If anyone wants an overview of current S&T policy in the UK at the moment, you could do a lot worse than listening in to a recent discussion hosted by the Foundation of Science and Technology. Panellists were Sir Patrick Vallance, Chief Government Scientific Advisor and National Technology Adviser, Dame Ottoline Leyser, Chief Executive of UKRI, Naomi Weir, Programme Director, Innovation at the Confederation of British Industry and Professor James Wlisdon, Director of Research on Research, University of Sheffield. A fantastic lineup and a conversation that touched on many complexities of science, technology and innovation policy. The importance of engineering policy was mentioned as part of the overall picture but much less was said about this, which is a pity.
Dr Leonie Maria Tanczer, Lecturer at UCL STEaPP, reflects on her experience having participated in Internet Society’s Next Generation Leaders (NGL) e-Learning programme and makes a case for why the governance of the Internet should matter to all of us.
In my role as Lecturer in International Security and Emerging Technologies at UCL, I teach on the “Digital Technologies and Policy” specialisation for our Master’s in Public Administration. I am, thus, used to explaining the technical foundations, policy dilemmas, and stakeholders that make the Internet the kind of infrastructure we love and also rely on. Nevertheless, when the call to apply for the Internet Society’s Next Generation Leaders (NGL) programme hit my inbox, I felt compelled to sign up. I mean, who wouldn’t want to learn more about our beloved tool?!
What is the Internet Society?
The Internet Society is one of the core actors within the larger Internet ecosystem. Inititially, members of the Internet community were predominantly linked to US universities, where they developed technical standards and established the Internet’s basic functionality. However, over the last decade, the range of stakeholders involved in keeping the Internet up and running has significantly expanded. Nowadays, governments as much as the private sector, civil society, and intergovernmental organisations are engaged in “governing” the Internet.
In particular the so-called “technical community” – which the Internet Society is part of – is concerned with maintaining and advancing the underlying architecture for the Internet, including protocols such as IPv6, standards, and other software and hardware specifications. Together with actors such as the Internet Engineering Task Force (IETF), Regional Internet Registries (RIR), or the Internet Corporation for Assigned Names and Numbers (ICANN), the Internet Society is active in furthering the success of the Internet and promoting the Internet core values (such as openness, access, and end-to-end connectivity). Whilst these activities are of profound importance and matter to each of us (because we want to browse faster, safer, and cheaper!), the “average” Internet user may not have heard of them.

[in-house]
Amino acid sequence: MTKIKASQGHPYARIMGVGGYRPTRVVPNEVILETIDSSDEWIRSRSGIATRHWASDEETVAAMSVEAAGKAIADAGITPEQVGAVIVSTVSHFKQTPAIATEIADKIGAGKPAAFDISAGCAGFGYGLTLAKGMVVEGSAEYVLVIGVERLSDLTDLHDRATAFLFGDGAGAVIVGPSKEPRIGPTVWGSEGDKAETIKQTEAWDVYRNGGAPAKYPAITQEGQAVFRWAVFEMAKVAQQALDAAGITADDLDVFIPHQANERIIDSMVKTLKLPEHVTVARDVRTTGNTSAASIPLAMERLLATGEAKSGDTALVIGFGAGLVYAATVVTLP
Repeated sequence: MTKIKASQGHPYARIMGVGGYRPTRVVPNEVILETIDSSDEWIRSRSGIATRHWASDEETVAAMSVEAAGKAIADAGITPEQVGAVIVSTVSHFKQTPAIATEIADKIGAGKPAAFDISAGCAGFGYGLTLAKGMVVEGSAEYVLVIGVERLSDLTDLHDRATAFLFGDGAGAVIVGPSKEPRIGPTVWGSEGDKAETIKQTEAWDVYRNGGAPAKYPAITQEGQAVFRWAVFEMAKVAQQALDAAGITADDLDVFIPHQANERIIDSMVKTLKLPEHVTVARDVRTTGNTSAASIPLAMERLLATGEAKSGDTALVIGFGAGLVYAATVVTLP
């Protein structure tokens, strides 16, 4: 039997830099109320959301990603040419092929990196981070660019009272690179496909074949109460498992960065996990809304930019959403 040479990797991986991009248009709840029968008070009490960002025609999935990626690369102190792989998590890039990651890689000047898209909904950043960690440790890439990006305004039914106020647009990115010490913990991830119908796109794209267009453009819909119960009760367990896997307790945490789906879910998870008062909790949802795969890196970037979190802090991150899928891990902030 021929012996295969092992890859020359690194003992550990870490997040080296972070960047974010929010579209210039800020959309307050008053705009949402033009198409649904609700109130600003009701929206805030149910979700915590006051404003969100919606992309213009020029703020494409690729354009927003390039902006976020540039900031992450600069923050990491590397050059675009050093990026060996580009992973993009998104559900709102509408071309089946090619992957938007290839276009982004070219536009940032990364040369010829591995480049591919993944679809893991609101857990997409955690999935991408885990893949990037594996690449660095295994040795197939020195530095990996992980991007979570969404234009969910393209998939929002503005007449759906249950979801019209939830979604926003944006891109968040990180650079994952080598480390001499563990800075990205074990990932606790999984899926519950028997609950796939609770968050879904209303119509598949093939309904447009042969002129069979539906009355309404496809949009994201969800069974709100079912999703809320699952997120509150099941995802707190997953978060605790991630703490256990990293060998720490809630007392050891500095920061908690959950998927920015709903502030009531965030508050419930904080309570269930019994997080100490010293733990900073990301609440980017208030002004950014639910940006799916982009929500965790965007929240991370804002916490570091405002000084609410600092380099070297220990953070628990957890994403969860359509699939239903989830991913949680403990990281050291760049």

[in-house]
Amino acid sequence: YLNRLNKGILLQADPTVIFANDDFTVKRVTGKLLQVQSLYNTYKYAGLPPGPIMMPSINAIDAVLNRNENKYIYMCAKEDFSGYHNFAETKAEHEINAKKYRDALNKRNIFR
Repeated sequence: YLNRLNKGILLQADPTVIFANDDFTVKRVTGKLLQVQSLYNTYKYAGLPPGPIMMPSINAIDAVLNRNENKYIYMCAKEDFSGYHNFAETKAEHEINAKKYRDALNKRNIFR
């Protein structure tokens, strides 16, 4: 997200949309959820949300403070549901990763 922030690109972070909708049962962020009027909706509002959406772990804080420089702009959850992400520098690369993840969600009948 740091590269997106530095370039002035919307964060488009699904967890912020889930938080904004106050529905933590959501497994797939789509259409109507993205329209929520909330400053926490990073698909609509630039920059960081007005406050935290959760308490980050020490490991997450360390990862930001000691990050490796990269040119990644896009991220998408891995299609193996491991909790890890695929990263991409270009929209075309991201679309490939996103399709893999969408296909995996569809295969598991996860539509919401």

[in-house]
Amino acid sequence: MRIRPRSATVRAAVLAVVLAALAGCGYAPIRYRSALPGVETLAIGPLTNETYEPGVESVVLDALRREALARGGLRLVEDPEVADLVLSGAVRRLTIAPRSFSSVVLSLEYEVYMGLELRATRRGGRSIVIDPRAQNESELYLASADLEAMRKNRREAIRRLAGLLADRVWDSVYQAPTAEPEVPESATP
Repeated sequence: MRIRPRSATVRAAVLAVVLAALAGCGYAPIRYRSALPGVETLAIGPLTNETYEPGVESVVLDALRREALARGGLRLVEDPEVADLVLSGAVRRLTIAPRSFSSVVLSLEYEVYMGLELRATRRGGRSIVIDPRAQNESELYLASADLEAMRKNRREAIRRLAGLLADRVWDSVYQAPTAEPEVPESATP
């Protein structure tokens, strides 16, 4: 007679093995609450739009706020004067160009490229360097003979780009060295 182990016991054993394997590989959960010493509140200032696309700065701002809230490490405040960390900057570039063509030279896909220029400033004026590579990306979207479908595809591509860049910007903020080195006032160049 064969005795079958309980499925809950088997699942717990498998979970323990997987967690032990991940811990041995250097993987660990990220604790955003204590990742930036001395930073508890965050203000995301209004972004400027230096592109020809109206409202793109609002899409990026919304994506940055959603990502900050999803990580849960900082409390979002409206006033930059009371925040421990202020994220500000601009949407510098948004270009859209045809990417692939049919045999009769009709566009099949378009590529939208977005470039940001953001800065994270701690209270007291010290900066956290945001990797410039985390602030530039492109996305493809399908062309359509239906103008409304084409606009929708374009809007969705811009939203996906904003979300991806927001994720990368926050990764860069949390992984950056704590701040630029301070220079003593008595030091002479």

To counteract this information vacuum, the Internet Society’s NGL e-Learning programme aims to helps professionals aged 20-40 learn the core elements of the Internet’s history, governance, policy principles, and actors. The four-week-long course is foundational (which gave me the perfect opportunity to test my knowledge) and open to individuals from around the globe. In many ways, the offering aids the Internet Society’s aspiration to foster “capacity building” and provides interested parties with an ability to dip their toe into the 101 of Internet Governance.
Blog by Zoey Barthelemy, MPA Candidate in UCL STEaPP
Policy forums act as a platform for different stakeholders to exchange, learn, and most importantly build trust. Most policy platforms are issue-based with support from both political and civil society actors with a stated objective.
When it comes to internet governance, policy forums are a very important element for the multi-stakeholder governance system. The main policy forum each year is the Internet Governance Forum (IGF). A series of policy forums take place in the lead up to each year’s IGF to foster trust, discussion, and exchange among the different communities. This year I had the opportunity to participate in an internet governance policy forum, EuroDIG 2019, as part of the annual YOUthDIG fellowship program.
What is EuroDIG and YOUthDIG?
EuroDIG is a Pan-European dialogue on internet governance (IG) that aims to be more than a conference but a year-round ongoing platform for discuss. This year was the 13th edition, which took place at the World Forum The Hague in The Netherlands from 19 – 20 June. The theme this year was “Cooperating in the Digital Age” to highlight opportunities for multi-stakeholder process.